FOURTEENTH SUNDAY IN ORDINARY TIME CYCLE “B” July 8, 2012
In the Gospel today, Jesus is amazed. I found that curious, because Jesus doesn’t strike me as the kind of guy who amazes easily. I think of Jesus as pretty wise, who really knows the depths of the human heart, who is really aware of what is really going on, who is not easily surprised or amazed. And yet in today’s Gospel Jesus is amazed. What is going on?
Jesus returns to His native place, to the people He grew up with, to His family and His neighbors, to old friends and acquaintances; to the buddies He played with and studied with, to the people who helped to form and shape Him. Certainly Jesus was anxious to share with them the Good News that God was now breaking into history, overcoming sickness, sin and death, and providing a new way to the future where God’s Will would be done. Jesus cared about these people and was eager with expectation to share with them the great gift of the Gospel, the Good News.
But instead of acceptance, He finds rejection. Instead of welcome, He encounters resistance. Instead of faith, He discovers lack of faith. And He is “amazed.”
Have you ever had the experience of picking out a special gift for someone you care about, something you think is really neat, maybe spent more on it than you probably should have, anticipated the person’s reaction when they get this very special gift, only to have them go, “Oh, that’s nice” and then ignore it? Or worse, they actively dislike it. How did you feel? Were you “amazed”? Well, maybe somewhat, that they did not appreciate what you considered the ideal gift: but also you felt disappointed, hurt, deflated, even crushed. And I think the same is true for Jesus. He was not just amazed, but hurt. So hurt and upset that He was thrown off His game. Mark tells us: “So he was not able to perform any mighty deed there, apart from curing a few sick people by laying hands on them.” Jesus was really thrown for a loop. … Amazed.
What are we to make of all this? Well, faith, as wonderful as it is, is not easy. Faith challenges our assumptions about how the world works: That the peacemakers, not the strong and invincible, are the ones who are blessed; That the meek - not the arrogant and powerful, the movers and shakers and the rich - will inherit the earth; That it is better to give than to receive; That God is in charge and we are not; And that we
must die to ourselves to truly come to life. The way of Faith is often uncomfortable and difficult.
And the people of Jesus’ own kin and house are like the rest of us: lazy. They don’t want to be inconvenienced, much less challenged and stretched. They have grown comfortable with the way of the world. They have made their compromises and accommodations with evil and sin. And they don’t want to be jerked out of their narrow little ruts that they have fallen into. Because Generosity, Compassion, Forgiveness, Fidelity and Love are all hard work.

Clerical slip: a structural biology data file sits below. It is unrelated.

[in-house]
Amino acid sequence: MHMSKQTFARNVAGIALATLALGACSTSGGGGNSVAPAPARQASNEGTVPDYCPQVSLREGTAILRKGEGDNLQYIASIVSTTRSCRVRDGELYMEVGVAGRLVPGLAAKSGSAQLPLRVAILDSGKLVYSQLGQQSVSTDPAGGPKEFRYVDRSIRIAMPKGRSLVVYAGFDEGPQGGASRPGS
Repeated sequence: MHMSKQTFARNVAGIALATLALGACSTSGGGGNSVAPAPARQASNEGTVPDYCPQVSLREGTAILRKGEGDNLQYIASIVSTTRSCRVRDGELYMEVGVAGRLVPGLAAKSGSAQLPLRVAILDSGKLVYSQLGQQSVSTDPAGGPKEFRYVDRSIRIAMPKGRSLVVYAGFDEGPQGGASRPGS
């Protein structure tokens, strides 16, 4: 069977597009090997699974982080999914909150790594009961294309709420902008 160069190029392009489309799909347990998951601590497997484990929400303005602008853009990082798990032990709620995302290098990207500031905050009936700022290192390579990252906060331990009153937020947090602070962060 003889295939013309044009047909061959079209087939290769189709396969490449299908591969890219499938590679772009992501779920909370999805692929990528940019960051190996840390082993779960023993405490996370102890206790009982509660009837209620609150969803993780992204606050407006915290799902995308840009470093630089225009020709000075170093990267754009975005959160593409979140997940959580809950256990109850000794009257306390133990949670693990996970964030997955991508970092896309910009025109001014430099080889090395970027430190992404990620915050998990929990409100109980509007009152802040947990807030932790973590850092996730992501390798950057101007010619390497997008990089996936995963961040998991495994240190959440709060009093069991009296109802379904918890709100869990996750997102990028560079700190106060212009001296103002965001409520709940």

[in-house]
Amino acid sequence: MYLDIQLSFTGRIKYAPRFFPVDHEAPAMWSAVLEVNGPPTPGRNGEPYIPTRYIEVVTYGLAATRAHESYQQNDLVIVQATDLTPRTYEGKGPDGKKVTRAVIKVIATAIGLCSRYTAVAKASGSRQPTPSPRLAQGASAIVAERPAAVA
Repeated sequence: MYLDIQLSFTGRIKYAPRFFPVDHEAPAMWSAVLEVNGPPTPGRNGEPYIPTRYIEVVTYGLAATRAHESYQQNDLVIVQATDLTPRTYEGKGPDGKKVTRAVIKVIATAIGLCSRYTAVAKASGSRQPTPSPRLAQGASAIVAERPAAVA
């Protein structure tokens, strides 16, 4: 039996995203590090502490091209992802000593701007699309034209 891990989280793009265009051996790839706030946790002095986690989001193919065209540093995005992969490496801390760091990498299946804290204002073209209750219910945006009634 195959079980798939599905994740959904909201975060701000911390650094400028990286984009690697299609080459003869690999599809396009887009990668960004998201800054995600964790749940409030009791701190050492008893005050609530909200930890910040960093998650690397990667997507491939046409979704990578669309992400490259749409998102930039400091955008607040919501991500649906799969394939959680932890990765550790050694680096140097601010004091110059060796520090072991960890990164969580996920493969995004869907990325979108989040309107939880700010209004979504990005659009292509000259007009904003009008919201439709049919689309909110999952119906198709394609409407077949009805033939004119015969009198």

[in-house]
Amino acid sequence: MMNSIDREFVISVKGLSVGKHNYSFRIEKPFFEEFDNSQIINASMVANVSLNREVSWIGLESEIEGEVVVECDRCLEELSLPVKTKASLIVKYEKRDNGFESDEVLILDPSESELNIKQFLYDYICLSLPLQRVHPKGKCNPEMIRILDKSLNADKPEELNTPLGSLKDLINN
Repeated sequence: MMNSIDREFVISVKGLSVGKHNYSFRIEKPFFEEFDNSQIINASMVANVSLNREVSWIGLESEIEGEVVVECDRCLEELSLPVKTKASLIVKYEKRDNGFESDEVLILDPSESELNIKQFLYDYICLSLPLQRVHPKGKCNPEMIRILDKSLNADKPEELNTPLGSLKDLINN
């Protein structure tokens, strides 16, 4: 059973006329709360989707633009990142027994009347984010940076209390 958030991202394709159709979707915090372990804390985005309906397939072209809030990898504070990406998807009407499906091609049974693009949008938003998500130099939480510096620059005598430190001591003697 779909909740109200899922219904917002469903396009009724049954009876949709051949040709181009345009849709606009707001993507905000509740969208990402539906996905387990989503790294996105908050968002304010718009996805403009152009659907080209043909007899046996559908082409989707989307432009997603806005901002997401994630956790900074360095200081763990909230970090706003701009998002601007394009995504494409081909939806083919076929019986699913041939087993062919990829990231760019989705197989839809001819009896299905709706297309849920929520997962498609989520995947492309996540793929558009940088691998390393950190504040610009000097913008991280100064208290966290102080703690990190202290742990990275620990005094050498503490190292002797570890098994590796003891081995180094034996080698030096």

Add to that their jealousy that this Jesus kid, who does not come from any special family, should now think He is something special: the Messiah, huh! And the natural skepticism that comes from getting knocked down every time you get your hopes up, so that you protect yourself from disappointment and hurt by learning not to expect too much. Put all that together and it is pretty understandable why the people of Nazareth react the way they do.
They said, “Where did this guy get all this? What kind of wisdom has been given him? Is he not the carpenter, the son of Mary, and the brother of James and Joses and Judas and Simon? Are not his sisters here with us?” And they took offense at him.
In the older translation we used to use at Mass, it says “They found him too much for them.” He was a challenge.
The people use the excuse that they know this guy, and He is nothing special, to avoid the challenge of Faith. They box Jesus in with their so-called knowledge of Him. They constrain and restrict Him with their limited expectations, because they have already made up their minds about who Jesus is, and they will not open their minds and hearts to see something new, something different, something challenging.
They so restrict and confine Jesus by their negative attitude that Jesus can’t even work any miracles, “apart from curing a few sick people by laying his hands on them.”
It can be terrible how our belittlement and stereotyping constrains and restricts others from developing and growing. And this is what happened to Jesus in His native place and in His own house.
The challenge today to us is clear. We must not be like the people in today’s Gospel. We must not box in each other with our low expectations and negativity, holding others back from true human flowering. We must not restrict and confine ourselves by our poor expectation and negativity about ourselves, limiting the power of the Holy Spirit in us to make us into Saints. Everyone of us here has the potential and the power to be a Saint! And we must not box in Jesus with limits and small expectations, limiting His power to establish the Kingdom of God in our hearts through faith.
Rather, let us amaze Jesus by our openness to His Word in the Gospel and by the strength of our faith. That is the right way to amaze Jesus. AMEN.